What to do if your senior parent won’t eat well

Try these simple nutrition tips for seniors to help them eat better, stay healthy and age well.

A happy senior couple relaxing together and enjoying a fresh salad

Is your senior loved one losing weight, barely cooking or leaving food untouched in the fridge? It’s not uncommon. Even though healthy eating is crucial for physical and mental well-being, combating disease and increasing longevity, many seniors at home lose their appetite and interest in cooking or have troubles chewing and swallowing, among other issues. If your parent won’t eat well, talk to their doctor to rule out health and medication issues and use the following strategies to boost their nutrition, hydration and healthy eating habits.

“It’s critical to eat at regular times throughout the day because it sustains energy and brain function, plus it helps with digestion,” says Gary McBlain, National Director of Culinary Services at Amica. That’s why the dining rooms at Amica are open from 7 am – 7 pm each day, with healthy snacks available 24 hours per day if residents are feeling hungry.

Tip 1: Understand the importance of good nutrition for older adults

Read the latest resources on healthy eating for seniors so that you can better explain to your parent why eating poorly threatens their independence, strength and ability to fight illnesses like diabetes and osteoporosis. Smart eating choices can also help manage conditions like high-blood pressure, high cholesterol and heart disease, as well.

Tip 2: Buy or prepare healthy snacks that seniors can eat with their hands

Seniors living alone may not want to cook or have increasing trouble with utensils due to arthritis, Parkinson’s disease or other health conditions. So stock their fridge with small, easy-to-open and eat items featuring whole grains, fruits, vegetables, beans and protein.

“Creamy peanut-butter power balls, pre-sliced fruit and mini muffins are all tasty snacks that are popular with Amica residents,” says Gary McBlain. “Just avoid crunchy nuts and seeds that can interfere with digestion and dentures.”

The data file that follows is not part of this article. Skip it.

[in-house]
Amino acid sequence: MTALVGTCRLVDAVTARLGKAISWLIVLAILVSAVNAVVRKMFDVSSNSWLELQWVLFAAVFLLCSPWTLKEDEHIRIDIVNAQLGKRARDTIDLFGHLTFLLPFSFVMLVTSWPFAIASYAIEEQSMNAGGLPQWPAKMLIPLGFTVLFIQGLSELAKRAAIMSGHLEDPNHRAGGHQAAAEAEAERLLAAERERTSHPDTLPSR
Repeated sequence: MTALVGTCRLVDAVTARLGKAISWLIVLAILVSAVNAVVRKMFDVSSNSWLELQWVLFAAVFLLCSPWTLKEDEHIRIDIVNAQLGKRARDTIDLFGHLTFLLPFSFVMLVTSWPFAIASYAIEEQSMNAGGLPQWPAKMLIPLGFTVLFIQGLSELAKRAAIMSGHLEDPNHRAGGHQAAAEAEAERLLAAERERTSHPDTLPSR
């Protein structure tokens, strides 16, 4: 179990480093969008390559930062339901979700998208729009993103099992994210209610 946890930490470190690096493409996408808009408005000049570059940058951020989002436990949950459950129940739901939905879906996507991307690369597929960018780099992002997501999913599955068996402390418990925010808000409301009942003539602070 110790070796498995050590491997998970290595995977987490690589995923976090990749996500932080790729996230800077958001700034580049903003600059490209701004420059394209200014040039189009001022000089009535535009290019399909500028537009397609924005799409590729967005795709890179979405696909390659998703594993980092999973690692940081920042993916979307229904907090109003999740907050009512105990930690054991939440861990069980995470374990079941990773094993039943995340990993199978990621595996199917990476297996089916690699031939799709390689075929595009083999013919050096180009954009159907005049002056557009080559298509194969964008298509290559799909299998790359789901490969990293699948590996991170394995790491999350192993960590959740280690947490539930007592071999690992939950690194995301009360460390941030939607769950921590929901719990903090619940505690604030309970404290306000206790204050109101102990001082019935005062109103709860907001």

Tip 3: Pile on the flavour

Adding tangy sauces and gravies to dishes will make them softer and easier to chew, plus offset the diminished sense of taste and smell that many seniors experience. (Learn more in our article, Healthy eating for seniors with a low appetite.) Batch cook zesty, healthy meals, invest in new store-bought sauces to liven up dishes or try ready-to-eat meals with tasty flavour combinations that your parent will like, such as a chipotle-cheddar bagged salad or a chicken Pad Thai. 

When serving meals, turn off the TV and radio so everyone can focus on great taste without distraction. Some seniors may prefer to eat one food at a time rather than choosing from a full plate, as well.

Tip 4: Boost the fun factor

Brighten up weekday meals with seasonal table settings or themes like enchiladas for Cinco de Mayo or Bavarian sausage and potato dumplings for Oktoberfest. If it’s not possible to organize a full family dinner more than once a week or month, arrange to have friends bring a meal regularly, have take-out delivered or eat a virtual lunch together via FaceTime.

Tip 5: Keep water bottles around the house

Visual cues will help your parent remember to drink up, because dehydration can cause fatigue, dizziness, confusion and constipation. Seniors don’t feel thirst the way they used to, so place a refillable water bottle in the fridge, by their favourite chair and night table to remind them to stay hydrated. 

Tip 6: Make the switch to senior living

If your parent isn’t just skipping meals, but also seems depressed or is struggling to stay on top of medications, hygiene and household chores, it may be time to try senior living. Seniors often discover renewed enthusiasm for life — including food — when they experience senior living at an Amica residence with premium amenities, personalized professional care and excellent cuisine prepared fresh daily by Red Seal certified chefs. 

“The social aspect of eating in the dining room makes a big difference for many Amica residents,” says McBain. (Residents can also choose to enjoy meals on the terrace or in their suite.) “By offering small portions, nutrient-dense snacks and customized menus with resident favourites, even seniors with lower appetites eat well.”

Book a virtual or in-person tour to find out what it’s like to enjoy living on your own terms in an elegant Amica residence with outstanding dining, amenities, activities, senior care and safety measures.